What’s the Matter with Relevance?
“An ad hominem argument, for example, could be a good argument, well supported by evidence, and meet all the (other) requirements of the argumentation scheme for ad hominem arguments, and yet it might still fail to be relevant. Evaluating an ad hominem argument requires, in addition to evaluating the particulars of the argumentation scheme as used in a given case, an evaluation of the relevance of the ad hominem argument in a context of dialogue. Hence it follows that the ad hominem fallacy is partly (but not exclusively, or in all cases) a failure of relevance. A comparable analysis can be given of the other appeals to emotion-the ad baculum, ad misericordiam, and ad populum arguments. When fallacious, these faults are partly fallacies of relevance, meaning that failure of relevance is one characteristic and important fault that makes them fallacious (in some cases). But it is not the only fault that can make them fallacious. In some cases, an ad hominem argument can be relevant, but still be fallacious. For example, in the legal type of case cited above, or in an election campaign, an attack on the person's character for veracity (say) could be relevant. Yet, in such a case, the personal attack could be so unwarranted by the evidence, and pursued with such a dogmatic and vicious zeal, that it could rightly be evaluated as fallacious. It could be fallacious because it interferes with the dialogue the participants are supposed to be engaged in, even though the ad hominem argument is relevant as used in this type of dialogue” (Walton, 2004).
Unfortunately even though Walton's excellent work on relevance in argumentation provides heuristics as well as examples on how to evaluate the relevance of an argument, it still is highly complex and difficult to decide exactly what is relevant – and even more difficult to prove.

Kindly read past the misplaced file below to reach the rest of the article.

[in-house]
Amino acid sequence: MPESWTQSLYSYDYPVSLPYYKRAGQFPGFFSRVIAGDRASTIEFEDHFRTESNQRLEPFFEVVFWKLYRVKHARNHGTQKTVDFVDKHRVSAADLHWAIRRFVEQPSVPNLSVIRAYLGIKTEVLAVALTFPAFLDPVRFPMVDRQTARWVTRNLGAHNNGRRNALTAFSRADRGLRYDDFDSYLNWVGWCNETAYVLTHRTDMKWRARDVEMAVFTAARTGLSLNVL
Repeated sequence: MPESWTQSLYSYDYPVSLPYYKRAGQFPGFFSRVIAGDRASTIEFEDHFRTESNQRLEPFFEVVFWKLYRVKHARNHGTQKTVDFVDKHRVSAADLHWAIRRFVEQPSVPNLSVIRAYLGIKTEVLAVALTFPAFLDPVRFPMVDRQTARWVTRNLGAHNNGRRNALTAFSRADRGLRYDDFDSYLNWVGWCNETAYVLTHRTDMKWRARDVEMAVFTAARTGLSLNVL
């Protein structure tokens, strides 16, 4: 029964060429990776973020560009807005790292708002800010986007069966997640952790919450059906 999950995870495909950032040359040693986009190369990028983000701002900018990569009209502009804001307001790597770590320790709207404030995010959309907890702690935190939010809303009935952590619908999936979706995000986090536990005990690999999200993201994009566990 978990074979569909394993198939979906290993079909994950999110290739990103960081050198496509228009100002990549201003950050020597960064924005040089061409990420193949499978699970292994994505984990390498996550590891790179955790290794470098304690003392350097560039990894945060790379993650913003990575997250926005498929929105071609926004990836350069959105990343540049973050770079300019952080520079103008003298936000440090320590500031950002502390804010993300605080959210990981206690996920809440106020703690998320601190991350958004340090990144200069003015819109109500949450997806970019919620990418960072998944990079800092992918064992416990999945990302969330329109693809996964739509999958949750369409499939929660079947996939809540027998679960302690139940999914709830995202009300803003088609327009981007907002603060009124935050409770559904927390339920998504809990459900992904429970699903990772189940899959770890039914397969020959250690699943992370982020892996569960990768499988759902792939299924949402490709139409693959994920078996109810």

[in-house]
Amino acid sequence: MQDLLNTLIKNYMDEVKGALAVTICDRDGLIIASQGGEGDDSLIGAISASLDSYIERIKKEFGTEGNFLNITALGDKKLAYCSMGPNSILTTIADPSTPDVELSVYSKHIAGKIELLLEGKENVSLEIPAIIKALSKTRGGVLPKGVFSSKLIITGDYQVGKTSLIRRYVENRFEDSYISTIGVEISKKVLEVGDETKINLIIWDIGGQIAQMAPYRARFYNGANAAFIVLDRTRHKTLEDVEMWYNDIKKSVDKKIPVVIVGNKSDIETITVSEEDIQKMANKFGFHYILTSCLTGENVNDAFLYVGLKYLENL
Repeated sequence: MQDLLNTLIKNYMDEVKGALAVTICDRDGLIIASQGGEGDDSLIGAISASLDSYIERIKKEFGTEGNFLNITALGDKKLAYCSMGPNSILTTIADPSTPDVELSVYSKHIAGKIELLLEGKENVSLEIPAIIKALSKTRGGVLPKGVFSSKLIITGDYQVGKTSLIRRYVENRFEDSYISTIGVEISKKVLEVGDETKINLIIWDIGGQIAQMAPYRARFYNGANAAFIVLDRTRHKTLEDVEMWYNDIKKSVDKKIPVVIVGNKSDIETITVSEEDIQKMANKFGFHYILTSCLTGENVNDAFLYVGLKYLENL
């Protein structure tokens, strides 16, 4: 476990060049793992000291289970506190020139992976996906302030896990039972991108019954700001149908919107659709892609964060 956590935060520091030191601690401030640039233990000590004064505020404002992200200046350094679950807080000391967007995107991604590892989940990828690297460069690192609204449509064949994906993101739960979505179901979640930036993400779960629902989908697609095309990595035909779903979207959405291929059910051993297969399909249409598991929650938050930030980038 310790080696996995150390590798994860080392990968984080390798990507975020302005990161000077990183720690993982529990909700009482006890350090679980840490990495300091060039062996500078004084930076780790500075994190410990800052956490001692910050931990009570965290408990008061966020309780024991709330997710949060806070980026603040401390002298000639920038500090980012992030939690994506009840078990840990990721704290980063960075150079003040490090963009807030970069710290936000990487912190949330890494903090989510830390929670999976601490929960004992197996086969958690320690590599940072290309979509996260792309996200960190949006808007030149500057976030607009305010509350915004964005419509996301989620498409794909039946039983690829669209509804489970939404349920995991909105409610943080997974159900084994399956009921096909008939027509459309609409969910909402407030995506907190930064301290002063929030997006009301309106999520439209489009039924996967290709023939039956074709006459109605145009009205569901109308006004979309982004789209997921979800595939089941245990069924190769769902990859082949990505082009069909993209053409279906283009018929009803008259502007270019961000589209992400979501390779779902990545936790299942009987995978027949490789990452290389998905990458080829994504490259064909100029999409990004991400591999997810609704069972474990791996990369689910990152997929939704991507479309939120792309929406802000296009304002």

Bruce Waller represents a contemporary view in the latest edition of his Critical Thinking text where he states “Ad hominem arguments are, literally, arguments “to the person.” … The ad hominem fallacy is committed when one attempts to discredit an argument by attacking the source of the argument. But not all ad hominem arguments involve the ad hominem fallacy; in fact, most ad hominem arguments do not commit the ad hominem fallacy. (Many people regard all ad hominem arguments as automatically fallacious. That has the advantage of being easy; it has the disadvantage of being wrong.) An ad hominem argument commits the ad hominem fallacy only if it attacks the source of an argument and claims that because of some flaw in the source of the argument the argument itself is flawed” (Waller, 2005).
A Rose by Any Other Name?
Based on the above it is proposed that an ad hominem argument is one in which the thrust is directed, not at an argument, but at some person who defends the conclusion in dispute. Ad hominem arguments are fallacious when an attack against some person is not directed to the merits of the argument that the person has put forward. When we are dealing with expert witness, testimony, or opinion ad hominem arguments are not fallacious when they are used to dispute the credibility of a source that is the evidence for the conclusion or premises of an argument.
This ad hominem argument has the following form:
It should be viewed that if the form of the argument is the same then the terminology used should be the same. Note that name-calling by itself is not an ad hominem argument. Rather, the attack on the arguer must occur as an ostensible attack on the arguers’ claim. The mere presence of a personal attack (such as sarcasm, personal abuse, or name-calling) does not indicate ad hominem: the attack must be used for the purpose of undermining the argument, otherwise the ad hominem argument isn't there. It is not a ad hominem argument to attack someone; the ad hominem argument comes from assuming that a personal attack is also necessarily an attack on that person's arguments. So all ad hominem arguments can be considered personal attacks but not all personal attacks can be considered ad hominem arguments.
It is important that one should assess an argument on its own merits, rather than on where it came from. However, when assessing someone's testimony: